Fitchburg-based Rollstone Bank & Trust uses its branch network to give customers access to assistance while also investing in having a contact center staffed with bank employees so customers do not need to travel to a branch, Arthur J. Feehan Jr., Rollstone Bank & Trust’s executive vice president and chief operating officer, said in an email. He added that the bank expects to see its service channels evolve. 

“As technology continues to advance and customers of all ages are comfortable managing their banking remotely, I do see our branch network and customer contact center continuing to evolve, becoming less transactional in nature and acting even more as help centers,” Feehan said. 

Different Purposes for Different Customers 

The role of the branch could differ by community, said Thurlow with Reading Cooperative Bank. She pointed to some locations that serve a number of self-employed customers who visit the branch frequently, while other branches often see customers only when they open an account.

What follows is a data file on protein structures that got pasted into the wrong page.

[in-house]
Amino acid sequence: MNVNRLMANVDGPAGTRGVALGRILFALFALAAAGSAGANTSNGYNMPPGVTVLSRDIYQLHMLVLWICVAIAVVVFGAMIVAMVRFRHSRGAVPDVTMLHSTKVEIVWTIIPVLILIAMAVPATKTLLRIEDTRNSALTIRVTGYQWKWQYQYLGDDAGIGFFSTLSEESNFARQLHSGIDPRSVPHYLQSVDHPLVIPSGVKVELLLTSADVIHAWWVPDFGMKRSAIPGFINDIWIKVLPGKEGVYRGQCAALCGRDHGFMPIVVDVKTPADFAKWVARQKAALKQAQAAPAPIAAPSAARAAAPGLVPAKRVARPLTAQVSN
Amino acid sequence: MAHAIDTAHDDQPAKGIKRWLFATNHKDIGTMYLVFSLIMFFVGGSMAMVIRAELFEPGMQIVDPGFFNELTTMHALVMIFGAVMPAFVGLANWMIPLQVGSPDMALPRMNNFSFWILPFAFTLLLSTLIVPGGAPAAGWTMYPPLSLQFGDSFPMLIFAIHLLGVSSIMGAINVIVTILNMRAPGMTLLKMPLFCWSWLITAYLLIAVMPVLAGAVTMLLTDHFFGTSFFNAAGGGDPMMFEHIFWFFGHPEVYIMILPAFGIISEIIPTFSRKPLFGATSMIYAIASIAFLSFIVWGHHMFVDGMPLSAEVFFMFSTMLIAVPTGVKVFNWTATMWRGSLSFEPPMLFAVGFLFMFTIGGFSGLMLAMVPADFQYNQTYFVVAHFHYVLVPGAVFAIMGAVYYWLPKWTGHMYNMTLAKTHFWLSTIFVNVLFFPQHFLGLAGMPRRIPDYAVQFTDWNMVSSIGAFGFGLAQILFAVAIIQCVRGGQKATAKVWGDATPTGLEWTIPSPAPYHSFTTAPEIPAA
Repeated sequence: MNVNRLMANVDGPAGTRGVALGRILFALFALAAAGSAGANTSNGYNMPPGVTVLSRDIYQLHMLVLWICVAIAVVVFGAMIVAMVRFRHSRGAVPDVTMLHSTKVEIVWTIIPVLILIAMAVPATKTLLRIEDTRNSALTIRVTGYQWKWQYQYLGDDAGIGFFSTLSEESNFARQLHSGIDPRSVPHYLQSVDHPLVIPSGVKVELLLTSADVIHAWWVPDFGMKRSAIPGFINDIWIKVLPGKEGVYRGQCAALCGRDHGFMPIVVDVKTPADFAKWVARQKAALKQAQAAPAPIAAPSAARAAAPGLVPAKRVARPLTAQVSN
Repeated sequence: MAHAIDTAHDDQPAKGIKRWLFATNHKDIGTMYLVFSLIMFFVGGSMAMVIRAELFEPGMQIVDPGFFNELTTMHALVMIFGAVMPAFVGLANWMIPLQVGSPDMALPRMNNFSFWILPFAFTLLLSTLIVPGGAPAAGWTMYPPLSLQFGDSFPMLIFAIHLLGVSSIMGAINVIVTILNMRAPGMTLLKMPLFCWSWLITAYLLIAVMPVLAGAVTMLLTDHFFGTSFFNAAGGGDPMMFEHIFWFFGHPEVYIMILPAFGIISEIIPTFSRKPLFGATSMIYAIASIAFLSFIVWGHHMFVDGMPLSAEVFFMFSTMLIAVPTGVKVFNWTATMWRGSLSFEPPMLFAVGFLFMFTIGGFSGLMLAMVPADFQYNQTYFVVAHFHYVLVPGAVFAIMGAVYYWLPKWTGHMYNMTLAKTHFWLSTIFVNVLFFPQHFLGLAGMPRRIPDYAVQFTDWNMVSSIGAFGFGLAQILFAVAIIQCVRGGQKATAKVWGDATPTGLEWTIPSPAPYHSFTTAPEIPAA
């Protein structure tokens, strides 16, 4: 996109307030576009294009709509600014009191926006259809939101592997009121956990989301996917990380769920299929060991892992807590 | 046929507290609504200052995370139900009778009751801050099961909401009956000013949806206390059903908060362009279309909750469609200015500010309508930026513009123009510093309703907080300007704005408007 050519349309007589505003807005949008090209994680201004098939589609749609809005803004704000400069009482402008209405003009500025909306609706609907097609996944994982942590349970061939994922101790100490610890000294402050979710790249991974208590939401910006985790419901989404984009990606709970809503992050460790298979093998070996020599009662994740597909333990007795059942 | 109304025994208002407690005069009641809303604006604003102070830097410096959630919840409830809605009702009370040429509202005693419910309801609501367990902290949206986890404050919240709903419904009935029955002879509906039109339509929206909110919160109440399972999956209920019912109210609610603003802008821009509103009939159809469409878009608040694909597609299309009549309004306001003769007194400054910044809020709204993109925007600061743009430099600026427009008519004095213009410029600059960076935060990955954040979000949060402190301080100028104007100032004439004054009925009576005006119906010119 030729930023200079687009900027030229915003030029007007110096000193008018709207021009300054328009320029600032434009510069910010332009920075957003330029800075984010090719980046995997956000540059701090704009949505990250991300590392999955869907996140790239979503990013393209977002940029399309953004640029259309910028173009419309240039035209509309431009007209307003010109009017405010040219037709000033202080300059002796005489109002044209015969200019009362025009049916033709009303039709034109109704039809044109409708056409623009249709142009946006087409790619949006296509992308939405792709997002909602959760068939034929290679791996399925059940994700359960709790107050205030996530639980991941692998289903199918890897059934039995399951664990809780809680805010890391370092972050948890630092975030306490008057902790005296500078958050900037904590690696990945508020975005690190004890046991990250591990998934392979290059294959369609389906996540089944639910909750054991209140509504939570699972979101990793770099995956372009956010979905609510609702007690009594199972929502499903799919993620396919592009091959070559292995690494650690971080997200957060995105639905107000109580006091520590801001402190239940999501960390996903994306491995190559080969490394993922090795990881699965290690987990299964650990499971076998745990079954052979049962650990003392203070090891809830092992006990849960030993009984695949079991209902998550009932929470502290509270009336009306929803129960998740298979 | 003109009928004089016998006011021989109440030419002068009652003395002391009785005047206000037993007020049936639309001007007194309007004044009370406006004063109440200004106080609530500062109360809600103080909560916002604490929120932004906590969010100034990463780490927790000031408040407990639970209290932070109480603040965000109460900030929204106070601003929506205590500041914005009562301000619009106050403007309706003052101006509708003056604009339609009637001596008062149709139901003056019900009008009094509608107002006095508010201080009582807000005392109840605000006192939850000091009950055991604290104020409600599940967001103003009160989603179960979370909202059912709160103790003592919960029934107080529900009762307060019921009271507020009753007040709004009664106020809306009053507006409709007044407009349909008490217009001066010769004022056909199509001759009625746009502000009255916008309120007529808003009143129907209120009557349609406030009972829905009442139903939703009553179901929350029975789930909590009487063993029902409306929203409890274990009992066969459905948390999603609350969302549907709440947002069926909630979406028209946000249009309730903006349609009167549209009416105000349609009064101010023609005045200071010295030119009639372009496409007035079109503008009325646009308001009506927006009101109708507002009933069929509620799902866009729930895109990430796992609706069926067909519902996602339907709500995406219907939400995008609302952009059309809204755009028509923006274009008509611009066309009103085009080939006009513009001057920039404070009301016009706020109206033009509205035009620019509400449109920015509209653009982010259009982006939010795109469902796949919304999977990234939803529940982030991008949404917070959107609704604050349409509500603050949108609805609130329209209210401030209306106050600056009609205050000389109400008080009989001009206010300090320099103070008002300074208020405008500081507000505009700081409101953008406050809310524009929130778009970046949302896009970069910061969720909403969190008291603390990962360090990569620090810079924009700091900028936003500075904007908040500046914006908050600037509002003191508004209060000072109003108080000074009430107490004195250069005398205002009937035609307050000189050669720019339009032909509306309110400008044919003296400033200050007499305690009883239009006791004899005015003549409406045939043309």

Thurlow said Reading Cooperative Bank will use data and business intelligence to look at factors that could influence how the bank considers its branch network, including whether consumer behaviors change once the pandemic ends, how much space is needed at branches, why customers are visiting branches and the types of employees most needed to serve customers. 

Diane McLaughlin

While national banks might continue to reduce their branch footprints, the branch remains important for community banks, said Nitin Mhatre, CEO of Berkshire Bank. Berkshire Bank went through a branch consolidation last year, and Mhatre said more branches could close not as a cost-savings measure but because of limited foot traffic.  

He added that Berkshire Bank will be looking at how to evolve the role of branch staff from transactional to financial advisers and digital ambassadors, while also looking at the role branches can have in community engagement.  

“What we are deeply interested in is how do we then change the role of the bankers that reside in those branches,” Mhatre said. He added: “We will have maybe smaller branches than what we’ve had historically; we’ll have slightly fewer because of foot traffic and geography density that supports it; but they will remain a very important part of who we are.” 

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Community Banks Look to Future as Branches’ Role Evolves

by Diane McLaughlin time to read: 4 min